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Psychosocial resources and social health inequalities in France: Exploratory findings from a general population survey

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  • Florence Jusot
  • Michel Grignon
  • Paul Dourgnon

Abstract

We study the psychosocial determinants of health, and their impact on social inequalities in health in France. We use a unique general population survey to assess the respective impact on selfassessed health status of subjective perceptions of social capital controlling for standard socio-demographic factors (occupation, income, education, age and gender). The survey is unique for two reasons: First, we use a variety of measures to describe self-perceived social capital (trust and civic engagement, social support, sense of control, and selfesteem). Second, we can link these measures of social capital to a wealth of descriptors of health status and behaviours. We find empirical support for the link between the subjective perception of social capital and health. Sense of control at work is the most important determinant of health status. Other important ones are civic engagement and social support. To a lesser extent, sense of being lower in the social hierarchy is associated with poorer health status. On the contrary, relative deprivation does not affect health in our survey. Since access to social capital is not equally distributed in the population, these findings suggest that psychosocial factors can explain a substantial part of social inequalities in health in France.

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Bibliographic Info

Paper provided by McMaster University in its series Social and Economic Dimensions of an Aging Population Research Papers with number 189.

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Length: 38 pages
Date of creation: May 2007
Date of revision:
Handle: RePEc:mcm:sedapp:189

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Keywords: social capital; social support; relative deprivation; sense of control; social health inequalities; France;

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  1. Angus Deaton, 2001. "Relative deprivation, inequality, and mortality," Working Papers 275, Princeton University, Woodrow Wilson School of Public and International Affairs, Center for Health and Wellbeing..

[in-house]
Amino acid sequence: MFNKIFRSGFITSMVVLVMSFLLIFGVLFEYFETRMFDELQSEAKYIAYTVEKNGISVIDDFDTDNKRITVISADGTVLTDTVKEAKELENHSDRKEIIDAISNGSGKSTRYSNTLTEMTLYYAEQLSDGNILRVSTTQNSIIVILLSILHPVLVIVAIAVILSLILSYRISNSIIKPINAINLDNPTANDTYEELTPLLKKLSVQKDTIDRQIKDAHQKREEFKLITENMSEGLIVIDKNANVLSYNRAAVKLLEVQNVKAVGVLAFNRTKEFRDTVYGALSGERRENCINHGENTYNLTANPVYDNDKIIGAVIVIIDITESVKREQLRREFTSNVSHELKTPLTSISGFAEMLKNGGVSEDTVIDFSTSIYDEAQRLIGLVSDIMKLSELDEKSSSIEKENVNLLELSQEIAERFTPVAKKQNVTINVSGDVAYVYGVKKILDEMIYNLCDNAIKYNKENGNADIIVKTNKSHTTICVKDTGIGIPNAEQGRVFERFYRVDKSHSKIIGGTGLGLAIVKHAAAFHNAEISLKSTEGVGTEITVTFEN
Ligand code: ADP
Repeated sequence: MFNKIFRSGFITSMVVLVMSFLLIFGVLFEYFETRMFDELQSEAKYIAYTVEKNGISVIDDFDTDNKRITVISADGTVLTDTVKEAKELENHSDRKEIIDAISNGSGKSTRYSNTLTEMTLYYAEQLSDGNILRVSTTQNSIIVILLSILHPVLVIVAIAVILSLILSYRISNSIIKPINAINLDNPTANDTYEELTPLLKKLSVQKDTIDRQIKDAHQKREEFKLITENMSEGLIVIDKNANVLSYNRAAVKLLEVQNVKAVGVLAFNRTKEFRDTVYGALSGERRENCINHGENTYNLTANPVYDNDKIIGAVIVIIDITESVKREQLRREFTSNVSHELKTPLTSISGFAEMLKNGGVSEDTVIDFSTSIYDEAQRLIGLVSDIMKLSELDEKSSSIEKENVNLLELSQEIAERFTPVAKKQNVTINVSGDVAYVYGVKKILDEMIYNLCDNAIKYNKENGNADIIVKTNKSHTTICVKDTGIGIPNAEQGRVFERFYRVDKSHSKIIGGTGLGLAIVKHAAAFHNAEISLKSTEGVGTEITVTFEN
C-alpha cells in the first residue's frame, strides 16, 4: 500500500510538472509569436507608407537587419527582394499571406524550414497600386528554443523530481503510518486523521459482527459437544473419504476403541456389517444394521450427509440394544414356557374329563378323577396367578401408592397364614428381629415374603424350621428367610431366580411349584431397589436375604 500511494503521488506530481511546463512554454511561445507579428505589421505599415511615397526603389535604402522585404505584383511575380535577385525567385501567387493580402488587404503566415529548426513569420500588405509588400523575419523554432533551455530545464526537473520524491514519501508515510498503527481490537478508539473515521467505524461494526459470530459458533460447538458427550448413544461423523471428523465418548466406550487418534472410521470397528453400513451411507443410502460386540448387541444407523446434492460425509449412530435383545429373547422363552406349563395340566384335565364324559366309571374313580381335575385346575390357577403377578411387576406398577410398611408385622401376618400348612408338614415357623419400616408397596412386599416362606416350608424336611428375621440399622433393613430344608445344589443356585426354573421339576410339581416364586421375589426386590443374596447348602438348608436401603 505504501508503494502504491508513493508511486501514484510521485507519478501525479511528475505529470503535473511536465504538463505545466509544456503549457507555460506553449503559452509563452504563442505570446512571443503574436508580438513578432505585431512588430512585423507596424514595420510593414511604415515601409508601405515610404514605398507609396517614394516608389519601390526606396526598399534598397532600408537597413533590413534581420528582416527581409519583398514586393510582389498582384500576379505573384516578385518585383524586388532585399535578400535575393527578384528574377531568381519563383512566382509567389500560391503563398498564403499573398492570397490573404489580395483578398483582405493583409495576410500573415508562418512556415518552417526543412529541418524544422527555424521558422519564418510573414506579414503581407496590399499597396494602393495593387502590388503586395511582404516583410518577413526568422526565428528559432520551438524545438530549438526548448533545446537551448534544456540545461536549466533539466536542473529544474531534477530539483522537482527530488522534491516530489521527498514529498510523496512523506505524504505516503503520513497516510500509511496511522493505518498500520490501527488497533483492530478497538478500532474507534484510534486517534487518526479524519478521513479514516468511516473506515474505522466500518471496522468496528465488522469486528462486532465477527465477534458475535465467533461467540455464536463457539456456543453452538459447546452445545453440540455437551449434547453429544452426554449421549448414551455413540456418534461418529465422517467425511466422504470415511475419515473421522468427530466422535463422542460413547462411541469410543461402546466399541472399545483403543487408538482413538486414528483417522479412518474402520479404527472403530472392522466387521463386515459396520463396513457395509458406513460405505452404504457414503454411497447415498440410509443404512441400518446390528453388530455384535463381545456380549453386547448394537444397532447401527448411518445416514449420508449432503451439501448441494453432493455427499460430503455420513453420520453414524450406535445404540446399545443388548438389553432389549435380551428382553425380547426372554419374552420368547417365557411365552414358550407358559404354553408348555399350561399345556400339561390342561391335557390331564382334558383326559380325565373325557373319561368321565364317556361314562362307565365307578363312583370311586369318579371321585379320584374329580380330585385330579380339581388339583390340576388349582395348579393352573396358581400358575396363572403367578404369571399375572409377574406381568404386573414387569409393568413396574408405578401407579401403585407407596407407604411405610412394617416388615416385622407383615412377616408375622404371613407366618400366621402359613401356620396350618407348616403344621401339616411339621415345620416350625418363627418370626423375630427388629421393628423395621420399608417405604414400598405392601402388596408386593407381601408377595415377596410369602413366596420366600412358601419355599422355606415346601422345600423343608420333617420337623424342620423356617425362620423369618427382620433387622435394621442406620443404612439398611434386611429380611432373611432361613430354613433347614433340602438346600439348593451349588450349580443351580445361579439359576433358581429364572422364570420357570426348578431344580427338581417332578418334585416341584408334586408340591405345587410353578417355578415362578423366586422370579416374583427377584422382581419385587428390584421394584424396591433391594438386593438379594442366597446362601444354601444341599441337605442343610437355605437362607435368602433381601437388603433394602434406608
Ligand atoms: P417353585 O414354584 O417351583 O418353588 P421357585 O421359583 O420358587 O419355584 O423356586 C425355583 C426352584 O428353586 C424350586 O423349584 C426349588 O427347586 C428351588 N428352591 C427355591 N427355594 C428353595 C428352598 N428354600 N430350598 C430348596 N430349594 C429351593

2. Christine Eibner & William N. Evans, 2005. "Relative Deprivation, Poor Health Habits, and Mortality," Journal of Human Resources, University of Wisconsin Press, vol. 40(3).
  3. Liukkonen, Virpi & Virtanen, Pekka & Kivimäki, Mika & Pentti, Jaana & Vahtera, Jussi, 2004. "Social capital in working life and the health of employees," Social Science & Medicine, Elsevier, vol. 59(12), pages 2447-2458, December.
  4. Douglas Miller & Christina Paxson, 2001. "Relative Income, Race, and Mortality," Working Papers 269, Princeton University, Woodrow Wilson School of Public and International Affairs, Center for Health and Wellbeing..
  5. Veenstra, Gerry, 2000. "Social capital, SES and health: an individual-level analysis," Social Science & Medicine, Elsevier, vol. 50(5), pages 619-629, March.
  6. Sundquist, Kristina & Lindström, Martin & Malmström, Marianne & Johansson, Sven-Erik & Sundquist, Jan, 2004. "Social participation and coronary heart disease: a follow-up study of 6900 women and men in Sweden," Social Science & Medicine, Elsevier, vol. 58(3), pages 615-622, February.
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Cited by:
  1. Zeynep Or & Chantal Cases & Melanie Lisac & Karsten Vrangbaek & Ulrika Winblad & Gwyn Bevan, 2009. "Are Health Problems Systemic? Politics of Access and Choice under Beveridge and Bismarck Systems," Working Papers DT27, IRDES institut for research and information in health economics, revised Sep 2009.
  2. Irina, Mozhaeva, 2009. "Multidimensional health modeling: Association between socioeconomic and psychosocial factors and health in Latvia," MPRA Paper 24626, University Library of Munich, Germany, revised 01 Aug 2010.
  3. Irina, Mozhaeva, 2009. "Multidimensional health modeling: Association between socioeconomic and psychosocial factors and health in Latvia," MPRA Paper 34634, University Library of Munich, Germany, revised 01 Aug 2010.

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